On November 8, the United States elected Donald J. Trump as its 45th president. By the time many Americans awoke the next day, protesters had already organized and taken to the streets. Hamilton students held their own protest a week later, marching down to the Village Green for a rally.
Protesting in the streets, and in some cases elsewhere causing havoc, will only result in more arrests and mutual hostility in this already torn-apart nation. And despite such activities, Donald Trump will remain the president-elect. Going out into the streets proclaiming that he is “#notmypresident” will do absolutely nothing. Neither will urging California to secede from the union, or posting your plans to move to a different country on Facebook. This is effectively the same thing as getting a test grade you are not happy about and complaining to the teacher about how unhappy you are. But as everyone knows, a better solution to a bad test grade is to study harder for the next test and do better.
So why not take a similar approach to the Oval Office? If you are unhappy with Trump, don’t protest about how unhappy you are via Facebook rants. Instead, call your local representative and express your opinions so that they can be better represented in the future. Then, swallow the pill and work with Trump, instead of against him, to create progress for our nation and make our future as bright as possible.
However, the protesters alone should not be blamed for the poor reactions to this year’s election results. It seems that some of the president-elect’s staunch supporters have used his victory as an excuse to harass and spew hateful messages toward immigrants and minority groups. Since the election, there have been more than 200 hate crimes reported by the Southern Poverty Law Center. They range from vandalized cars and homes to children bullying each other about race. Even though Trump himself condemned such actions, telling all of those who participated or plan on participating in a hate crime to “stop it,” these behaviors have continued in earnest.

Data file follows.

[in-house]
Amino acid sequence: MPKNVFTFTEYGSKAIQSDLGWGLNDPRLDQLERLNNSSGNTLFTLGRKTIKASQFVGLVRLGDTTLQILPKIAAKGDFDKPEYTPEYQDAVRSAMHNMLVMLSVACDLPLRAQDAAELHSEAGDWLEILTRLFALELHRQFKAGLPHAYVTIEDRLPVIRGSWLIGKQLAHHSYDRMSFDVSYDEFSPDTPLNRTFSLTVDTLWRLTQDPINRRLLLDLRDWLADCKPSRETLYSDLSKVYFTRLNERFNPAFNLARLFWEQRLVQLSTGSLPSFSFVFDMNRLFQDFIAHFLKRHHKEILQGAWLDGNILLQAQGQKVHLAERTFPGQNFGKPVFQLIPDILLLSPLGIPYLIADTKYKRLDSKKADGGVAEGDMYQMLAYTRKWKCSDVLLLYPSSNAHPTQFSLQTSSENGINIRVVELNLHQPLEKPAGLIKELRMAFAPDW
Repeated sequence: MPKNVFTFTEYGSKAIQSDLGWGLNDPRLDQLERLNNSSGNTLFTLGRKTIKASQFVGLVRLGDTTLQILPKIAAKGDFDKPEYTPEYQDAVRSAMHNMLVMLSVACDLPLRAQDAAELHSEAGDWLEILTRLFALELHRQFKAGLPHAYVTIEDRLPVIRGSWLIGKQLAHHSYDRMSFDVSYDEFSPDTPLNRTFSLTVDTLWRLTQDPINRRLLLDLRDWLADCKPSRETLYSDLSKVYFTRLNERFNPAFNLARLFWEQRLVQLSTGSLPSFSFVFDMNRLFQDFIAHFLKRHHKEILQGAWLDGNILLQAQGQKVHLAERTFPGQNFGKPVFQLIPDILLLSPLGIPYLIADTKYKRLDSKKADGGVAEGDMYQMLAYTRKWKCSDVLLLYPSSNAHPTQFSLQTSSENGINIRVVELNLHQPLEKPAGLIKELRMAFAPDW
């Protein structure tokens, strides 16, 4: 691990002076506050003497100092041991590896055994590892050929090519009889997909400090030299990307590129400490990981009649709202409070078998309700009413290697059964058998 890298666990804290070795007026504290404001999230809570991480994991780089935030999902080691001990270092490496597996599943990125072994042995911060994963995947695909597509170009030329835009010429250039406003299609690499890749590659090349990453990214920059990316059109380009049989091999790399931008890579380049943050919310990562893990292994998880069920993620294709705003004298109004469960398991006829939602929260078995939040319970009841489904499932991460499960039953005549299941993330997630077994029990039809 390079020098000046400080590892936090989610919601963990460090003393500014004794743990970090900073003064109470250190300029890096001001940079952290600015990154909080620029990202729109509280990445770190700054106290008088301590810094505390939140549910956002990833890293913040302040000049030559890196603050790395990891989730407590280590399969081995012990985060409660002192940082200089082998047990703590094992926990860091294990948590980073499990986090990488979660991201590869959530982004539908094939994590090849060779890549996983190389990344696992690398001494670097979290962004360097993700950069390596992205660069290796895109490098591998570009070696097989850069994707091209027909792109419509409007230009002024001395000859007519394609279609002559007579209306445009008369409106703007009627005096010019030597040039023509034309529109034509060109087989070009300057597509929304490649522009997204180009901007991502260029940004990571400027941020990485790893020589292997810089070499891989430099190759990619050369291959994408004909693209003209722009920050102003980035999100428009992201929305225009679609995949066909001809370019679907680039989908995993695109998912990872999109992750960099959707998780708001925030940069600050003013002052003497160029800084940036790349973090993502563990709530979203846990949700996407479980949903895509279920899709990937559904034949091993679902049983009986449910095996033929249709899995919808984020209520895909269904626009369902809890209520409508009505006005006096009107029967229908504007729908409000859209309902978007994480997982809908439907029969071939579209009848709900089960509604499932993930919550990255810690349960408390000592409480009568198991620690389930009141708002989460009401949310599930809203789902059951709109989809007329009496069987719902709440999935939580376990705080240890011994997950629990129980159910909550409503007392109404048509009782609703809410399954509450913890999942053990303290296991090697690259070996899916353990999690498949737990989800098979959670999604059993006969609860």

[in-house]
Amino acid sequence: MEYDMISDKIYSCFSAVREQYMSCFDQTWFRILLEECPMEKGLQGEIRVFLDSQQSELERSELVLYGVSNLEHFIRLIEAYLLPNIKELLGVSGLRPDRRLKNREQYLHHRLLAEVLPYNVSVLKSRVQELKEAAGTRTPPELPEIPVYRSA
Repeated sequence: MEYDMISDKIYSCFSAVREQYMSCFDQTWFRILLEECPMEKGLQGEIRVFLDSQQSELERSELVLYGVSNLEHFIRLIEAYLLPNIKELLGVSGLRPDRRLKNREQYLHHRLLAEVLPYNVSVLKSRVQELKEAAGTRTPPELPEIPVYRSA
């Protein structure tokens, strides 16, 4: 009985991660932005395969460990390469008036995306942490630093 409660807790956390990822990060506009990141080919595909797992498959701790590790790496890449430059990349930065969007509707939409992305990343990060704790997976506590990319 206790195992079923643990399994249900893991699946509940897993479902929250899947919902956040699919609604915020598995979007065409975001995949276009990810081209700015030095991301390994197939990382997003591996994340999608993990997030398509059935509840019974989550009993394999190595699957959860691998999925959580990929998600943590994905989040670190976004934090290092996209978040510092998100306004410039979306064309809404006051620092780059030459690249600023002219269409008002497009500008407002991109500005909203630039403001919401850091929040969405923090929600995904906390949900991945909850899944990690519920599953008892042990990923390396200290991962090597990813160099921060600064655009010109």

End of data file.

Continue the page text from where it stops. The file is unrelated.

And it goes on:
This leads to one simple question – why? Why have some Americans stooped to such low standards as to make others feel ostracized based on their race, religion, or gender? Trump’s message on election night was about unifying the nation, not tearing it apart. Engaging in these actions accomplishes nothing but instilling fear into the hearts of those who have done nothing wrong. It is time for Trump supporters to be graceful winners and offer an olive branch to the losing side. It is time to assure them that all Americans can work together to put an end to race wars and extreme partisanship.
I understand that many were not happy with the results of this election. The vast majority of Democrats disagree with Trump’s (and the Republican Party’s) platform. Many Republicans, too, did not consider him an ideal or even a good candidate or potential president. Regardless, Americans who did their civic duty voted, and Trump won. The public should both accept the election outcome and encourage the success of our next president.
If protests, riots, and the refusal to accept the election results persist, our nation will continue to polarize. Similarly, if hate crimes and the mocking of innocent people continue, the dangerous racial conflict will drag on. As Americans we have two options: to fracture this nation, or come together and show just how amazing our country can be. Hopefully we can make the right choice.